The LA Times ran a cool article on the development of the Syncomm satellites. Syncom 1 failed, but Syncom 2, which was launched 50 years ago on July 26, 1963, succeded in transmitting voice and image-only TV, and President Kennedy used it for a call to the Prime Minister of Nigeria in August 1963. Syncom 3, which launched August 19, 1964 was used to telecast the 1964 Olympic Games.
The Times article describes the three Syncom engineers, shown below, and their project.
The Times article relates the trouble they had selling the project, but in retrospect, it ended up being a very small investment that launched an industry and re-shaped global culture. (It was similar to the Internet in that respect). The article also contains an interactive graphic showing the satellites currently in orbit.
My only criticism of the article is that it gives the impression that the lead engineer, Harold Rosen, was the first to conceive of a geostationary communication satellite. That concept was suggested by others and fleshed out and popularized as a communication tool by the famous science fiction writer Arthur C. Clarke in a 1945 letter to the editor and subsequent article in Wireless World Magazine. This graph, from Clarke's article, shows the equilibrium altitude for a geosynchronous satellite:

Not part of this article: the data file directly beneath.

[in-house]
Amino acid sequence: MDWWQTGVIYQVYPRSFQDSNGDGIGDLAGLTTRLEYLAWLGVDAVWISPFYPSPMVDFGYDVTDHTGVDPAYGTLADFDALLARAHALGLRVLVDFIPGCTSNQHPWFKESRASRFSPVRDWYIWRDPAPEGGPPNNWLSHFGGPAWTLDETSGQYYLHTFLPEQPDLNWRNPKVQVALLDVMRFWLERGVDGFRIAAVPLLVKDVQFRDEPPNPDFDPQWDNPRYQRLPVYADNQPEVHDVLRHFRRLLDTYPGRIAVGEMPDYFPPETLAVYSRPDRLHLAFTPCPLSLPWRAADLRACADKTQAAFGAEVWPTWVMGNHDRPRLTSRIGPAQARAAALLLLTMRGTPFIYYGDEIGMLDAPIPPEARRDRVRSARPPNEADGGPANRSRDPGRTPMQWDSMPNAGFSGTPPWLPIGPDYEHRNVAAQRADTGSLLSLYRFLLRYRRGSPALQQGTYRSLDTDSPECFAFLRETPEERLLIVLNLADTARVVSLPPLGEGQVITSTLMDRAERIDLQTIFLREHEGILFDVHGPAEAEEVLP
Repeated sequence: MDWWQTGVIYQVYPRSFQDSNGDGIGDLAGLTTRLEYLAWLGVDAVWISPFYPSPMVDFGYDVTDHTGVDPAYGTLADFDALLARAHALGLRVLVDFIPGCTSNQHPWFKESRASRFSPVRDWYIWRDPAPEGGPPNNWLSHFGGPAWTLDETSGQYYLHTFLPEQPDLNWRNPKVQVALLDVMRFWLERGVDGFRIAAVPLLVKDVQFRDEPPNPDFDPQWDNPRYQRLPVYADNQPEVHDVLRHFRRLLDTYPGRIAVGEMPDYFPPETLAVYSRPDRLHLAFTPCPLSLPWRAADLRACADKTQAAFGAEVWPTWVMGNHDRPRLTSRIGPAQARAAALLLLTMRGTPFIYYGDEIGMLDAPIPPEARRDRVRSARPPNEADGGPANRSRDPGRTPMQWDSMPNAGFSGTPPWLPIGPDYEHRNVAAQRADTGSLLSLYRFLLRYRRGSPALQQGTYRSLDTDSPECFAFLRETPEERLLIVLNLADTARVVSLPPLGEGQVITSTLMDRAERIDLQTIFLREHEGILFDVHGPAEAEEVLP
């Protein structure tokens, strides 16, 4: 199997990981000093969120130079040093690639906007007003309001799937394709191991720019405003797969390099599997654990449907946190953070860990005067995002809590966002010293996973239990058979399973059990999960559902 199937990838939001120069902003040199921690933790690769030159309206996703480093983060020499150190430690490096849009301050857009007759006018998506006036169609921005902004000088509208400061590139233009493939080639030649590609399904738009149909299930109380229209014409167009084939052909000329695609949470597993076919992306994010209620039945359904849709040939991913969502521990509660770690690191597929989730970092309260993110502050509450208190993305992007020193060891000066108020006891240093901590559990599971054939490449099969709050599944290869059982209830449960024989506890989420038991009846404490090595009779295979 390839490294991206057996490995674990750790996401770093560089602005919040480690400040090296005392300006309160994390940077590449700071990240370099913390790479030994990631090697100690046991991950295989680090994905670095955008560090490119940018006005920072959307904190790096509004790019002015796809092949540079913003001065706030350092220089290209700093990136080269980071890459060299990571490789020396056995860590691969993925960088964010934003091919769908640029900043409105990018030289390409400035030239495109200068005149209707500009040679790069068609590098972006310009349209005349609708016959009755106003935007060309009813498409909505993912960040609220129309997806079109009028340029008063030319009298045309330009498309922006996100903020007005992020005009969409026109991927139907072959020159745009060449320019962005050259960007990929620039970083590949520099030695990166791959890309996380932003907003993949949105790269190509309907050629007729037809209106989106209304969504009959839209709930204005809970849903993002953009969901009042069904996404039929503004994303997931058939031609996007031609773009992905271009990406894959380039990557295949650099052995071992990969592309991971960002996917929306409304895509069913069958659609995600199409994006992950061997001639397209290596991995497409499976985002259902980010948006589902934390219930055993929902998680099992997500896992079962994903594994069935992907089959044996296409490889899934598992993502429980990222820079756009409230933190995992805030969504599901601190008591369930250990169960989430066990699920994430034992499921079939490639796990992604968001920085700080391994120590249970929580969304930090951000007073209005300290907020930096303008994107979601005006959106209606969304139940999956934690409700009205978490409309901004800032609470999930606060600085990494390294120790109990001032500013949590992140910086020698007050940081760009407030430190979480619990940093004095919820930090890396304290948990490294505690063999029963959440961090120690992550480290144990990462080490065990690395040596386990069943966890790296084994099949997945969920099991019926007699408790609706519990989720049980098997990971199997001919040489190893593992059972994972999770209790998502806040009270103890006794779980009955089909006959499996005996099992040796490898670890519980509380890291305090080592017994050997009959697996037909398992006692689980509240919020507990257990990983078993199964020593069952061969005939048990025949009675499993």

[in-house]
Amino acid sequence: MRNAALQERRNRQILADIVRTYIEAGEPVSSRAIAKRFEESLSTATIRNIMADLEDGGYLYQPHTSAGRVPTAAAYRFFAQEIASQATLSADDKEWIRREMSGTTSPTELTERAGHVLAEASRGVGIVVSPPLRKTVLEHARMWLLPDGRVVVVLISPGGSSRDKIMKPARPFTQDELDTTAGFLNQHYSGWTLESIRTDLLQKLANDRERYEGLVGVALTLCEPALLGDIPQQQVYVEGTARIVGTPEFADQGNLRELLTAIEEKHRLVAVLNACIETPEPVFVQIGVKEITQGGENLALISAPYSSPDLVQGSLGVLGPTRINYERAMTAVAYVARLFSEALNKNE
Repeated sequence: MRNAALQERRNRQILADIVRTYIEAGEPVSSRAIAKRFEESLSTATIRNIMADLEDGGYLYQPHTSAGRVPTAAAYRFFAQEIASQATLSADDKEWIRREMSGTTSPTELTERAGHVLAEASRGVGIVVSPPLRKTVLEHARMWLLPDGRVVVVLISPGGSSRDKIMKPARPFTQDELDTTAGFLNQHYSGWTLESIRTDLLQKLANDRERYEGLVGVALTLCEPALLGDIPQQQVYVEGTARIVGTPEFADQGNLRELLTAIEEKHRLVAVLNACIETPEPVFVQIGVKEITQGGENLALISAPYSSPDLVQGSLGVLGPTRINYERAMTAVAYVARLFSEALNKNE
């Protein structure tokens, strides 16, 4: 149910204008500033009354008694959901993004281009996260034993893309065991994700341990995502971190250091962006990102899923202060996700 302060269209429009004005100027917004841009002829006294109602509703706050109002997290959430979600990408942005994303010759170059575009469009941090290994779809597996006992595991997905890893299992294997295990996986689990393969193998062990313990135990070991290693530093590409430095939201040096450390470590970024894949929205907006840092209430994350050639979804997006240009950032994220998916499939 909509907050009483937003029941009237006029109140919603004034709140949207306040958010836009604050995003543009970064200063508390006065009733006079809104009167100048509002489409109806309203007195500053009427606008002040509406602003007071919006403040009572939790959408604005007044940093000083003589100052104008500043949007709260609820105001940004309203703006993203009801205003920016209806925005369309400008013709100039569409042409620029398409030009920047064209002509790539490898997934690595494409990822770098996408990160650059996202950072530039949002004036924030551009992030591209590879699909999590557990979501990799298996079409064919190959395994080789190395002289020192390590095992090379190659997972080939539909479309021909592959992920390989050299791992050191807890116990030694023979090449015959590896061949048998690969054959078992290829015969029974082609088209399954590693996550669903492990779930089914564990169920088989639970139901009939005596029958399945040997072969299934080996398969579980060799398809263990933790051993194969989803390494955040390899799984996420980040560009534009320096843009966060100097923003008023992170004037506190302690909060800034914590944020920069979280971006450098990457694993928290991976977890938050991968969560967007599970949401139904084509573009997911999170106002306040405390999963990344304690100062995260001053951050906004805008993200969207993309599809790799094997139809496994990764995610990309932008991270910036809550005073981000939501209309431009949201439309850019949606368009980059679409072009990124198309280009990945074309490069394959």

So, in addition to reading the LA Times article, I'd recommend checking these out:
- Facsimile of Clarke's letter to the editor on peacetime uses of V2 rockets after the war.
- OCR version of Clarke's October 1945 article Extra-Terrestrial Relays.
- Facsimile of Clarke's October 1945 article Extra-Terrestrial Relays.
Time flies -- the Earth now has a fiber-optic nervous system that far outstrips communication satellite capacity. That would have been hard to predict in 1963, but if you think Arthur C. Clarke would have been surprised, read his book on the cabling of The Earth, How the World Was One.